This article from Australia.
BREASTFEEDING exposes babies to a variety of flavours, making them more accepting of different foods as they grow
CSIRO research psychologist Dr Nadia Corsini said studies showed breastfeeding provided infants with a greater variety of tastes compared with formula, which was beneficial when weaning them on to solid foods.
"Exposure to flavours takes place in utero and via breastfeeding, where the baby is exposed to flavours in mother's diet," she said.
"A lot of people might not realise this is one of benefits of breastfeeding, the exposure to different flavours.
"Research suggests children with exposure to different flavours are more accepting of different foods as they grow older to those who didn't have exposure."
According to a European study of 147 mothers and their infants, both breastfeeding and daily changes in vegetables offered early in weaning increased the child's acceptance of new foods for at least up to two months.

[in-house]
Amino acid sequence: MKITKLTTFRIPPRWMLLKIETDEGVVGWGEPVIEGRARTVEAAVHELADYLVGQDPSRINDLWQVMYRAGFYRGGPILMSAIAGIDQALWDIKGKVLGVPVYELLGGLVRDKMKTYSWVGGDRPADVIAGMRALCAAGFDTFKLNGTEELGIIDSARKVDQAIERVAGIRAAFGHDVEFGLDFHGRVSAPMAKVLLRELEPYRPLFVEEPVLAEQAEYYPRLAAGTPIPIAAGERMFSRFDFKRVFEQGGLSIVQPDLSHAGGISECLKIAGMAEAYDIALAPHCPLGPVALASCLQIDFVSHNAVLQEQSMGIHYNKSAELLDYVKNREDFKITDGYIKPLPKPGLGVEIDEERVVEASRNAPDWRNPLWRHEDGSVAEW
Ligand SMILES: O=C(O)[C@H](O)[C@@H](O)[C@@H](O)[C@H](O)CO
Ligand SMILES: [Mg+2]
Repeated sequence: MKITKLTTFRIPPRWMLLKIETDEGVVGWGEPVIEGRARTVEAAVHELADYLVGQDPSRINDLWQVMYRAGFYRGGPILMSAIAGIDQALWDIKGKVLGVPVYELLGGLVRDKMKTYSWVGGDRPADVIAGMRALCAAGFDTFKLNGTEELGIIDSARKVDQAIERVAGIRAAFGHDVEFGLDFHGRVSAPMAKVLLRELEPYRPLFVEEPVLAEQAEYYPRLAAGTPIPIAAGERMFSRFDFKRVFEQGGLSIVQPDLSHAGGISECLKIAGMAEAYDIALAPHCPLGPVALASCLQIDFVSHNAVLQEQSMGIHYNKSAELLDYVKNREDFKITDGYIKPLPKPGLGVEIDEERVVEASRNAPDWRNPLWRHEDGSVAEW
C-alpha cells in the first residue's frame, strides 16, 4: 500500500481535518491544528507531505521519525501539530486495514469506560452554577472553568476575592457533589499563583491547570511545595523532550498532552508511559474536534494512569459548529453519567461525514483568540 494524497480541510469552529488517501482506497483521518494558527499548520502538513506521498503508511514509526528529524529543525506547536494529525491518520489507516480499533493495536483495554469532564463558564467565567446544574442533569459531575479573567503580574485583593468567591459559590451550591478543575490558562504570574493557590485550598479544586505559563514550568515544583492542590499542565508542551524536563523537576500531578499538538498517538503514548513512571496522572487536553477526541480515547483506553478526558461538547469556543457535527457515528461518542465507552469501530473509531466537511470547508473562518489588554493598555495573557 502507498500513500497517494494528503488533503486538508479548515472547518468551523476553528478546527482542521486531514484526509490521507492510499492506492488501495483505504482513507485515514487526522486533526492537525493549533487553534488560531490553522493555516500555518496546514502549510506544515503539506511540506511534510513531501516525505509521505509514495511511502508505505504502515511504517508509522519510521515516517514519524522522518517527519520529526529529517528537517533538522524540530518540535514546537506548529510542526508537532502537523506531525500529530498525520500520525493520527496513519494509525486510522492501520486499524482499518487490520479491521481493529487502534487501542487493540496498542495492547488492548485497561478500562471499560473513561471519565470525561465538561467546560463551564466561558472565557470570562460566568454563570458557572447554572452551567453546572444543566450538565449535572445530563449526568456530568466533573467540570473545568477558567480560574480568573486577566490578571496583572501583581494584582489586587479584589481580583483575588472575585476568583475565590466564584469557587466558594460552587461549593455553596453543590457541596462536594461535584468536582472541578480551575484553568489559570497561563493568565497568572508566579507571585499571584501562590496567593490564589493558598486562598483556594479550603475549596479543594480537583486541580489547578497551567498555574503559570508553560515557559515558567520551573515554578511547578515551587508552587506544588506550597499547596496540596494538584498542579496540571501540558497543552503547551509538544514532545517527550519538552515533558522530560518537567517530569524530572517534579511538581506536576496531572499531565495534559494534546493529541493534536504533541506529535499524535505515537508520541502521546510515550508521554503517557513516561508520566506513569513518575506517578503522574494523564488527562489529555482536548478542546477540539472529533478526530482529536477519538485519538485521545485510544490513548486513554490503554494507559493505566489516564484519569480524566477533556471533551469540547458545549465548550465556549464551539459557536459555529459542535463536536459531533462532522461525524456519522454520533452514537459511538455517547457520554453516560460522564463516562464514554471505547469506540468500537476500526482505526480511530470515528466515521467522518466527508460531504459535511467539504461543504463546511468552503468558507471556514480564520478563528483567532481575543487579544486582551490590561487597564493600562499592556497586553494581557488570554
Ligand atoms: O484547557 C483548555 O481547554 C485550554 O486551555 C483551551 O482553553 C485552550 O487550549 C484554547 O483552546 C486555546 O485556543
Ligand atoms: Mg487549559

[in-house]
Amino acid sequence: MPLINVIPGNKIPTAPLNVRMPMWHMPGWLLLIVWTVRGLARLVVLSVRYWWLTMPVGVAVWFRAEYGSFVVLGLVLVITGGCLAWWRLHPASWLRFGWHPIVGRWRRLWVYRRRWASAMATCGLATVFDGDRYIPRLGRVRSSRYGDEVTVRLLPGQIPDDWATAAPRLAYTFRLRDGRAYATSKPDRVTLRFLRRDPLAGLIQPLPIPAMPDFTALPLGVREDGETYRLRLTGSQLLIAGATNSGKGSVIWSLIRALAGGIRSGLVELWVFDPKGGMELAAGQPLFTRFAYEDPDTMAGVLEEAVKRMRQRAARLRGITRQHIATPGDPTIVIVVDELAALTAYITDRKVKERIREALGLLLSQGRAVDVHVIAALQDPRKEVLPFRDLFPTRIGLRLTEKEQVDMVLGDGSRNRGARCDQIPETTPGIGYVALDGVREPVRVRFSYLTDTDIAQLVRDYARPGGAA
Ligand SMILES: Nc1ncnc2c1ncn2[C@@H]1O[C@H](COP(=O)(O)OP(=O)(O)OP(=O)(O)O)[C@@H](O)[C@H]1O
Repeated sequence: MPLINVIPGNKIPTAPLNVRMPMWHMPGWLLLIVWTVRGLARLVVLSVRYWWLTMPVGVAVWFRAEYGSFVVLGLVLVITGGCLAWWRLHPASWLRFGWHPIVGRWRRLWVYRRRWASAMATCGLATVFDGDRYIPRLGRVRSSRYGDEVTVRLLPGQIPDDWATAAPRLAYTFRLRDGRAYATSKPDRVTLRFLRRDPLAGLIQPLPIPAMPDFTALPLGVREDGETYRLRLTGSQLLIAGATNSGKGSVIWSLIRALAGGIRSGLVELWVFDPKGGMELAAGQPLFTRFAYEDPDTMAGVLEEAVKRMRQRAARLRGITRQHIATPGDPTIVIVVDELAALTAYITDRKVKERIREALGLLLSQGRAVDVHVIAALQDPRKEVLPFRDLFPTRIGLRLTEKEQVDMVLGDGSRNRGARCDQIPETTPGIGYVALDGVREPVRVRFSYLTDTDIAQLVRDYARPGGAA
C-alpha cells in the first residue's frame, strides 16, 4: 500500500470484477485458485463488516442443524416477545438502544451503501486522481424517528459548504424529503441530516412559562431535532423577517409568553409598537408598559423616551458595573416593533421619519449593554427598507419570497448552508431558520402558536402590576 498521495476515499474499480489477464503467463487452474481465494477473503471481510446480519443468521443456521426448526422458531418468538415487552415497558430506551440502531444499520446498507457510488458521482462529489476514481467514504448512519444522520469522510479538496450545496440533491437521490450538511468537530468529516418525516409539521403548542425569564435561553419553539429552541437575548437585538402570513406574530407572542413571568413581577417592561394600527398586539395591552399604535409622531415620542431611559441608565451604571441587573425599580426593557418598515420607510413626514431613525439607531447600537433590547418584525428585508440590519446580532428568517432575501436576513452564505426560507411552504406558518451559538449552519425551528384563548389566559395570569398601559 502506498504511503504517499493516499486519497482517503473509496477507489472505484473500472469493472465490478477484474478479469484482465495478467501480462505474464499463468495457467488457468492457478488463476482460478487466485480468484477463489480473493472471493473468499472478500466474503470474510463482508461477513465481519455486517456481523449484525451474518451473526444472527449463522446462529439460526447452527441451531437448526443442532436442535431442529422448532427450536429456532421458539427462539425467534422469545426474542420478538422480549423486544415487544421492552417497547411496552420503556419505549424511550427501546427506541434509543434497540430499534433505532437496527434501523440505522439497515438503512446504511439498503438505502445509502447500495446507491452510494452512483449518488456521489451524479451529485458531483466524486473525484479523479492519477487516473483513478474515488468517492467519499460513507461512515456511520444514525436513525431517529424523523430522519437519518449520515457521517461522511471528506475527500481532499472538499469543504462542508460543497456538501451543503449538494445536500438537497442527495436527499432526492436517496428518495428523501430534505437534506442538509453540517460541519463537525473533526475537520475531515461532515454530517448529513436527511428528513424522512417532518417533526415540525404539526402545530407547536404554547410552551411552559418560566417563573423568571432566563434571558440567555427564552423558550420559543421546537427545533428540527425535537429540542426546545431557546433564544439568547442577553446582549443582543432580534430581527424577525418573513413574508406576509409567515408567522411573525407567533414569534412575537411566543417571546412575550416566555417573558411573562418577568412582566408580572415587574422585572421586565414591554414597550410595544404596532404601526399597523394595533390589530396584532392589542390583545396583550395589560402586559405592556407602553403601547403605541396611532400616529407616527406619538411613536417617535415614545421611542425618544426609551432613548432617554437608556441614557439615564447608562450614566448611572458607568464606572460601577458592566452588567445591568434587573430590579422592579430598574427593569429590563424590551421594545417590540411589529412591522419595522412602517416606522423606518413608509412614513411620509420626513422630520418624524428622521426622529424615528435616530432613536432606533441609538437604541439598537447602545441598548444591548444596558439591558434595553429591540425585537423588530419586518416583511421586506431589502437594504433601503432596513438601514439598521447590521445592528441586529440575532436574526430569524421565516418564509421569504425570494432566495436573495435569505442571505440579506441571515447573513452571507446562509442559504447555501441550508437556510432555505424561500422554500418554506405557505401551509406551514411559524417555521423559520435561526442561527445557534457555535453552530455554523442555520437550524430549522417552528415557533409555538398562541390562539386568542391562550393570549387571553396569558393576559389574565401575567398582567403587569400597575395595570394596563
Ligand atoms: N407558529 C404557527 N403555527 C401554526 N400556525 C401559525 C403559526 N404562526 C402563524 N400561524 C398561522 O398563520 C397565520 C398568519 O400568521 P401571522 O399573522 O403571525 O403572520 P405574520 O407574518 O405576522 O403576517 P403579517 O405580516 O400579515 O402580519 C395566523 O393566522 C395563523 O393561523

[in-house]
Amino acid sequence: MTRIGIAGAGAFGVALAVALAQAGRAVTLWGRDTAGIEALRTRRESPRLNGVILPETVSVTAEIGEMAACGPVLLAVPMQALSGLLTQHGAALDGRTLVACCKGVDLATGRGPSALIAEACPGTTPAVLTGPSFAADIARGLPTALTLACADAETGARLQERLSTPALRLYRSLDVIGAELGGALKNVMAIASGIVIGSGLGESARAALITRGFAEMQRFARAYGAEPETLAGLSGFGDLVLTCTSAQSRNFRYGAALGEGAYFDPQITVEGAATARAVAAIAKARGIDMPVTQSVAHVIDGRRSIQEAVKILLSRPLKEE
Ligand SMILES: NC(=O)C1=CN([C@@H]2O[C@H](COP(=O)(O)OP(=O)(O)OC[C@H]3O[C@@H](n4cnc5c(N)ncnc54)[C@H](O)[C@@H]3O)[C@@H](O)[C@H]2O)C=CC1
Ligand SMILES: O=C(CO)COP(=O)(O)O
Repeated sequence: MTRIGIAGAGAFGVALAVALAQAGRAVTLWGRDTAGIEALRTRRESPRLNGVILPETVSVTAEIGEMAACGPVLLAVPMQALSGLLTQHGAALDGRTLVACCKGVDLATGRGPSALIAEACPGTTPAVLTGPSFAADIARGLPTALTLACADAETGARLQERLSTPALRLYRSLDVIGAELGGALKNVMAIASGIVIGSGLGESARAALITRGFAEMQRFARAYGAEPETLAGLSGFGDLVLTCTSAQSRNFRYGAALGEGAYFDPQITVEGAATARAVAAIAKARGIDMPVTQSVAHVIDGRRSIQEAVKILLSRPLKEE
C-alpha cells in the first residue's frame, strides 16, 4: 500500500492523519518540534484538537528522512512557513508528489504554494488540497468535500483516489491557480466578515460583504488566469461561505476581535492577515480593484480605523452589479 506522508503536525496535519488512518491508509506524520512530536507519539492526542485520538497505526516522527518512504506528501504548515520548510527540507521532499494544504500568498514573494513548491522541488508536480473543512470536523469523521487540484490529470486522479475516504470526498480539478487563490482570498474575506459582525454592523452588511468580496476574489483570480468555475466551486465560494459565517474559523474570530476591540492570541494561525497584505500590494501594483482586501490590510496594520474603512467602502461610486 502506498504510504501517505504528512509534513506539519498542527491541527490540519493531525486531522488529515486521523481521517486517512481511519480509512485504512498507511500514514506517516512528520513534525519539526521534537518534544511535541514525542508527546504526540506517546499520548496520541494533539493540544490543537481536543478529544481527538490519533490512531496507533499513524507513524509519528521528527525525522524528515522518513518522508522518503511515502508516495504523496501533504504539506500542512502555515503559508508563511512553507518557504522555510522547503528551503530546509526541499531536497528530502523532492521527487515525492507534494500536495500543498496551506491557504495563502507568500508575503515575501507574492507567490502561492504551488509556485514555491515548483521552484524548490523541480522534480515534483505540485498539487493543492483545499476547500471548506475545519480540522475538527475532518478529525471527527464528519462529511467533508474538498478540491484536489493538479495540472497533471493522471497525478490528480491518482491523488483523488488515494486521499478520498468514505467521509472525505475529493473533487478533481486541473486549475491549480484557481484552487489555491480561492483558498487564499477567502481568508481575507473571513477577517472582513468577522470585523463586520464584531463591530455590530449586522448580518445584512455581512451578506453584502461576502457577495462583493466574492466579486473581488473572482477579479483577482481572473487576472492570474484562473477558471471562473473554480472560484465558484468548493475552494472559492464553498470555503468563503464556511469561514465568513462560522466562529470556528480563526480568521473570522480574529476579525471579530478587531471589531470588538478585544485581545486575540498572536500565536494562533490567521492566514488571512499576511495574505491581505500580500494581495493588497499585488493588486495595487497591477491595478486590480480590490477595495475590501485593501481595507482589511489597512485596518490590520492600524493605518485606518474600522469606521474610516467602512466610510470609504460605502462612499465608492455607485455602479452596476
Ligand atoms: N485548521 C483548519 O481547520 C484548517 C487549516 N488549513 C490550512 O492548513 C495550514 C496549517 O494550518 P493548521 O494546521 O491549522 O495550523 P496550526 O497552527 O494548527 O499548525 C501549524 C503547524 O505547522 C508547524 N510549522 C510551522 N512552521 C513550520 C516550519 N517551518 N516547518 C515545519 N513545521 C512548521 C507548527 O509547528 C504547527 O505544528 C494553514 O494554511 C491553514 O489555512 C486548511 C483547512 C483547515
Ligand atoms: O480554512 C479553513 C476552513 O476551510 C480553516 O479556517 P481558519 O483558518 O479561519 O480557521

Dr Corsini said breastfeeding versus formula was a sensitive issue, but mothers shouldn't feel they are disadvantaging their child if they do not breastfeed.
"Even though these processes exist it doesn't mean you can't change or influence your children's acceptance of different foods after that stage," she said.
"That's why it's important to offer children a wide variety of healthy foods early in life. It is such an important influence on the variety in their diet later."
Gordana Hopping, 33, is breastfeeding her five-month-old daughter Filipa and mindful of eating well.
"I'm staying away from soft drinks and sugary foods," she said. "I have a healthy diet so Filipa is too."
The Advertiser and Sunday Mail Healthy Eating project continues this week, encouraging children to learn more about balanced diets and cooking nutritious meals.
Students can collect daily panels featuring the different food groups as well as recipes courtesy of the CSIRO.